Lyric Modes: The Soliloquy Poems of Mary Leapor and Ann Yearsley

William J. Christmas, San Francisco State University
Vol. 34, No. 1 (Spring 2015), 33-50

This essay is built on the premise that there are still interesting poems buried in the collected works of both Mary Leapor and Ann Yearsley that are worthy of critical attention. It focuses on the “soliloquy” poems that both laboring-class women produced and argues that each exploits the lyric potential inherent in the soliloquy form by engaging in generic modulation to both protect and enable the self-that-speaks. In “The Pocket-Book’s Soliloquy” (1751), Leapor succeeds in masking her lyric voice by presenting her soliloquy poem as something else, a “thing poem” in which a typically inanimate object serves as speaker. In this way, Leapor finds a ventriloquizing method for her own lyric voice. Yearsley’s two poems titled “Soliloquy” (1785; 1796) reveal that she is far more comfortable expressing her lyric voice in her soliloquy poems, though she too engages in generic modulation, making use of the fragmentary and extempore modes to create the lyric space necessary to accommodate different poetic purposes in each of her poems.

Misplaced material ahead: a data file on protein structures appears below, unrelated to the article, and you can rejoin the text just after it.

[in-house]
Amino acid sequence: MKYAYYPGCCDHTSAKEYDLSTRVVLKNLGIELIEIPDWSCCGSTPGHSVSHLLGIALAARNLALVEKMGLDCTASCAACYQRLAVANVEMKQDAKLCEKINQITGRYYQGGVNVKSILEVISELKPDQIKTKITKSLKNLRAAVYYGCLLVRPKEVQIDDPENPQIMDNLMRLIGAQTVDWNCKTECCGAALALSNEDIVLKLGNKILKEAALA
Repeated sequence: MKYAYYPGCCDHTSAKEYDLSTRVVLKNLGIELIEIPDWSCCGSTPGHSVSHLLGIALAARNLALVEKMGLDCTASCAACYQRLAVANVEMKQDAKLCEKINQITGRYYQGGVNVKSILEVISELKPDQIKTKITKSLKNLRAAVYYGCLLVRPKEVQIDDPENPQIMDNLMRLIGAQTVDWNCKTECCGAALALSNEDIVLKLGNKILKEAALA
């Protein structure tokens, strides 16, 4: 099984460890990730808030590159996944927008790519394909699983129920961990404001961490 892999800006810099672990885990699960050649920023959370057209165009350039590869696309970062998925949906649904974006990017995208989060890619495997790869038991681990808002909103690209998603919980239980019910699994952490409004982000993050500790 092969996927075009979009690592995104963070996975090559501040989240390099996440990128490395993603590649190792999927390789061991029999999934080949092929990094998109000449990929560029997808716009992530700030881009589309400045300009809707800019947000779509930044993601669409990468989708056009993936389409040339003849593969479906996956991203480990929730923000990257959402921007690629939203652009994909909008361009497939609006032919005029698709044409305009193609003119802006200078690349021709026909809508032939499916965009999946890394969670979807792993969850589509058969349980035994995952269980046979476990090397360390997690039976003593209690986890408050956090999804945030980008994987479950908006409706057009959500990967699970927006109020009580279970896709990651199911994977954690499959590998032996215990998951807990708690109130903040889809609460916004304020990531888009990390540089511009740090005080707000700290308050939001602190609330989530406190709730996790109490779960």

Mary Wollstonecraft Sojourner Truth Margaret Atwood Abigail Adams Amy Tan H.D. Simone de Beauvoir Zora Neale Hurston Frances Burney Virginia Woolf

"The white saxifrage with the indented leafe is moste commended for the breakinge of the Stone."

— Turner, Herbal, III, 68 [1568]